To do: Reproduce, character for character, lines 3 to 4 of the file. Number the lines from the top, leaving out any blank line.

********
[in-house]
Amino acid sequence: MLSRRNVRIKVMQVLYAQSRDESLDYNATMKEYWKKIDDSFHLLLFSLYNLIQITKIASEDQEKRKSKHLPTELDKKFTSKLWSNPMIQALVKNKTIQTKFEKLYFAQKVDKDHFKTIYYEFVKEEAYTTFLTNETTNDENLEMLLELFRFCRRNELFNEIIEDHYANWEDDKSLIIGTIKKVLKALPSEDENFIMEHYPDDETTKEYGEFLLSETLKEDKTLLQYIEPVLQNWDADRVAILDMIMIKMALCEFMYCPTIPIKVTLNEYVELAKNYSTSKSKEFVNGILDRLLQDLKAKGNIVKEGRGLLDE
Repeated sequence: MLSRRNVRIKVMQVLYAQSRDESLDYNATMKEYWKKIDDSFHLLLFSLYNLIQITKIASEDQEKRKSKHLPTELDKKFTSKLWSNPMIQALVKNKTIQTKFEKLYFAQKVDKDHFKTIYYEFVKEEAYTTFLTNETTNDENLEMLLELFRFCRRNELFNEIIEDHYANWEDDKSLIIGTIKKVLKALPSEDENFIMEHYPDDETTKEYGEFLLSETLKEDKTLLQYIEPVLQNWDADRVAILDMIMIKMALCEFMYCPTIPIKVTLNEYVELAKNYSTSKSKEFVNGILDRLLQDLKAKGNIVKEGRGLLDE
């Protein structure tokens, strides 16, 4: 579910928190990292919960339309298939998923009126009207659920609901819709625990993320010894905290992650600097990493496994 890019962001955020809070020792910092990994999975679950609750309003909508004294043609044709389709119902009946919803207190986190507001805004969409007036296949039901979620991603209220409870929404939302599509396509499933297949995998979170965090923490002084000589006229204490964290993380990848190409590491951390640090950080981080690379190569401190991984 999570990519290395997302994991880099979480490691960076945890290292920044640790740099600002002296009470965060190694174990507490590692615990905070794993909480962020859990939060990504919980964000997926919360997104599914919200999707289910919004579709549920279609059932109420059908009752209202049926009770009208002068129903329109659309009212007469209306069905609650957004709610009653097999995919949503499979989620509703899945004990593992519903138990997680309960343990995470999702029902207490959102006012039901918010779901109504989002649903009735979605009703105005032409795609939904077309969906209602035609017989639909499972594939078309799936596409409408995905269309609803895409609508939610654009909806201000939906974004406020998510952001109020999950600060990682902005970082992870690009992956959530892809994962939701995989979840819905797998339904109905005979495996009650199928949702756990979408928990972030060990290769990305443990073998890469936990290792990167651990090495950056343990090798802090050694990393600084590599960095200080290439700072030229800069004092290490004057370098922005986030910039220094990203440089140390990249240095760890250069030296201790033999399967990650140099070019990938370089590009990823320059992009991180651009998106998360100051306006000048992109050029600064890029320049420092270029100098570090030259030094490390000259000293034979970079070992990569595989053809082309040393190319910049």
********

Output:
Repeated sequence: MLSRRNVRIKVMQVLYAQSRDESLDYNATMKEYWKKIDDSFHLLLFSLYNLIQITKIASEDQEKRKSKHLPTELDKKFTSKLWSNPMIQALVKNKTIQTKFEKLYFAQKVDKDHFKTIYYEFVKEEAYTTFLTNETTNDENLEMLLELFRFCRRNELFNEIIEDHYANWEDDKSLIIGTIKKVLKALPSEDENFIMEHYPDDETTKEYGEFLLSETLKEDKTLLQYIEPVLQNWDADRVAILDMIMIKMALCEFMYCPTIPIKVTLNEYVELAKNYSTSKSKEFVNGILDRLLQDLKAKGNIVKEGRGLLDE
């Protein structure tokens, strides 16, 4: 579910928190990292919960339309298939998923009126009207659920609901819709625990993320010894905290992650600097990493496994 890019962001955020809070020792910092990994999975679950609750309003909508004294043609044709389709119902009946919803207190986190507001805004969409007036296949039901979620991603209220409870929404939302599509396509499933297949995998979170965090923490002084000589006229204490964290993380990848190409590491951390640090950080981080690379190569401190991984 999570990519290395997302994991880099979480490691960076945890290292920044640790740099600002002296009470965060190694174990507490590692615990905070794993909480962020859990939060990504919980964000997926919360997104599914919200999707289910919004579709549920279609059932109420059908009752209202049926009770009208002068129903329109659309009212007469209306069905609650957004709610009653097999995919949503499979989620509703899945004990593992519903138990997680309960343990995470999702029902207490959102006012039901918010779901109504989002649903009735979605009703105005032409795609939904077309969906209602035609017989639909499972594939078309799936596409409408995905269309609803895409609508939610654009909806201000939906974004406020998510952001109020999950600060990682902005970082992870690009992956959530892809994962939701995989979840819905797998339904109905005979495996009650199928949702756990979408928990972030060990290769990305443990073998890469936990290792990167651990090495950056343990090798802090050694990393600084590599960095200080290439700072030229800069004092290490004057370098922005986030910039220094990203440089140390990249240095760890250069030296201790033999399967990650140099070019990938370089590009990823320059992009991180651009998106998360100051306006000048992109050029600064890029320049420092270029100098570090030259030094490390000259000293034979970079070992990569595989053809082309040393190319910049």